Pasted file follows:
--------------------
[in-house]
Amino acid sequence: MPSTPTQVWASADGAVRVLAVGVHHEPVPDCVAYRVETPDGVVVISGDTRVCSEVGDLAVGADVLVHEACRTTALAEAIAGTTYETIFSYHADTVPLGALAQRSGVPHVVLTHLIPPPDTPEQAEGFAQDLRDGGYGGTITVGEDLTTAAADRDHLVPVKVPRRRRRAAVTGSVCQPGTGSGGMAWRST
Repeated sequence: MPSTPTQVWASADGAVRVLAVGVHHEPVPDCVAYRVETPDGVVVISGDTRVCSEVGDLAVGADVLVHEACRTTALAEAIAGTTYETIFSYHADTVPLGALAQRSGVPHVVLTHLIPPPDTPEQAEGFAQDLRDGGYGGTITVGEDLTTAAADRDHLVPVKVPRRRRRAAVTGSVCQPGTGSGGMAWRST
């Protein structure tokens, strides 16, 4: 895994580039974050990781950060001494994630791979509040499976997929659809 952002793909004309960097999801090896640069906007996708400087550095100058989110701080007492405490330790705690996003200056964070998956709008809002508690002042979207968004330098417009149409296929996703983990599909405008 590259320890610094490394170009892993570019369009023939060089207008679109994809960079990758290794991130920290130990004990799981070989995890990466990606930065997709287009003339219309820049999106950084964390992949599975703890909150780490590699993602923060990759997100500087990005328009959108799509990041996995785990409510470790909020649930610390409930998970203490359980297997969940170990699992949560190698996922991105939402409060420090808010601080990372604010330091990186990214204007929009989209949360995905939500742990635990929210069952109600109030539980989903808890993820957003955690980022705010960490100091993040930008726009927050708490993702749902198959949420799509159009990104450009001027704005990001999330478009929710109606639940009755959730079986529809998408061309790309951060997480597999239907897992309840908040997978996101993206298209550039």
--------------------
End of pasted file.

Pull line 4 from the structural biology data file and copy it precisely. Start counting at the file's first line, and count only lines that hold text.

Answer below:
């Protein structure tokens, strides 16, 4: 895994580039974050990781950060001494994630791979509040499976997929659809 952002793909004309960097999801090896640069906007996708400087550095100058989110701080007492405490330790705690996003200056964070998956709008809002508690002042979207968004330098417009149409296929996703983990599909405008 590259320890610094490394170009892993570019369009023939060089207008679109994809960079990758290794991130920290130990004990799981070989995890990466990606930065997709287009003339219309820049999106950084964390992949599975703890909150780490590699993602923060990759997100500087990005328009959108799509990041996995785990409510470790909020649930610390409930998970203490359980297997969940170990699992949560190698996922991105939402409060420090808010601080990372604010330091990186990214204007929009989209949360995905939500742990635990929210069952109600109030539980989903808890993820957003955690980022705010960490100091993040930008726009927050708490993702749902198959949420799509159009990104450009001027704005990001999330478009929710109606639940009755959730079986529809998408061309790309951060997480597999239907897992309840908040997978996101993206298209550039």